Information Retrieval

Information SecurityIntelligent Information Retrieval: Whose Intelligence?
A paper by Nicholas J. Belkin, Rutgers University

1. What could we mean by intelligent information retrieval?
Intelligent information retrieval (IR) has been variously defined by different people, but a consistent theme has been one of the machine (or program) doing something for the user, or the machine (or program) taking over some functions that previously had to be performed by humans (either user or intermediary). So, for instance, for Belkin et al. 87, an intelligent IR system was one in which the functions of the human intermediary were performed by a program, interacting with the human user.

For Maes 94, on the other hand, intelligent IR is performed by a computer program (a so-called intelligent agent), which, acting on (perhaps minimal or even no explicit) instructions from a human user, retrieves and presents information to the user without any other interaction. Croft 87, introducing the Information Processing and Management Special Issue on Artificial Intelligence and Information Retrieval, suggests that intelligent IR is just good IR, meaning that it is inappropriate to ascribe intelligence to computer programs, and also meaning that good IR is that in which the programs (i.e. the representation, comparison and interaction methods implemented in the system) result in effective performance.

In all of these constructions, there is some idea that the intelligence (or goodness) of an intelligent IR system resides in the built system. Indeed, it is assumed by almost all people who have commented on intelligent IR, that the IR system is only the built system. In this paper, following Belkin et al. 83 and Belkin 93, I will argue that this assumption is, in itself, erroneous, that it has led to an inappropriate conception of what constitutes IR, and in particular, for our purposes, has misconstrued the nature of intelligence in the IR system. Furthermore, following Bates 90, Belkin and Vickery 85, and Ingwersen 92 I will suggest both that interaction with information is the key to understanding intelligence in IR, and also that a fundamental problem for intelligent IR is how much, and what kind of support to offer users for such interaction.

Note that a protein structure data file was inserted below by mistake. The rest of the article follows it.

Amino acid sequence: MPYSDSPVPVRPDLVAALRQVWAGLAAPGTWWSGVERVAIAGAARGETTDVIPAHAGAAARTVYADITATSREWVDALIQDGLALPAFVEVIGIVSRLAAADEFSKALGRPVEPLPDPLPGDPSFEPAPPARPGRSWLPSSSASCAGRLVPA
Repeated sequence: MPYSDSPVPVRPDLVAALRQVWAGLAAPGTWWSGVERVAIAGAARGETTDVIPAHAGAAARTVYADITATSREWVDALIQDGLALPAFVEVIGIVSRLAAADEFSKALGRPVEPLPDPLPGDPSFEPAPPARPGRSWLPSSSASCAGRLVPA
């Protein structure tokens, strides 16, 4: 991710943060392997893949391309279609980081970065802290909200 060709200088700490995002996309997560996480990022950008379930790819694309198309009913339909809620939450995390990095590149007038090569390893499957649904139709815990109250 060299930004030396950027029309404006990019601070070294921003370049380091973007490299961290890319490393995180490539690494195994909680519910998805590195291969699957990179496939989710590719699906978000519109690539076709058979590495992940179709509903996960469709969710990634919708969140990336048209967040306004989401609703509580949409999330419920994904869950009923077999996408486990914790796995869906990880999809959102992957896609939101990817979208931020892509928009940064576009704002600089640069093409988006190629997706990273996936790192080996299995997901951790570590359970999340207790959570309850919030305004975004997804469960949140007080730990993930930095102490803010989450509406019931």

2. What constitutes an information retrieval system?
IR systems are often construed as some collection of components and processes which take input, as a query to the system and as texts or information collected by the system, represent those inputs, compare them, and produce, as output, some set of texts or information objects predicted to be responsive to the query. I, and many others, have argued that it is a mistake to consider the IR system as only the built system. For extended argument on this issue, see Belkin 84. The crux of the issue is that, in order properly to consider all that happens in IR, and in order properly to evaluate the performance of IR systems, the boundary of the IR system must be outside the user, including the user within the IR system. From this point of view, the IR system consists of three major components:
– the user in the system;
– the knowledge resource to which the user has access and with which s/he interacts; and,
– some person(s) and/or device(s) which supports and mediates the user’s interactions with the knowledge resource (the intermediary).

The processes which are then considered to be significant within most conceptions of the IR system are:
– representation (of user’s information problem, of texts in the knowledge resource: e.g. indexing);
– comparison (of representations of information problem and texts: e.g. retrieval techniques);
– interaction (between user and intermediary: e.g. reference interview or human-computer interaction); and, sometimes,
– judgment (of appropriateness of text to information problem, by the user: e.g. relevance judgments); and
– modification (of representation of information problem: e.g. relevance feedback or query reformulation).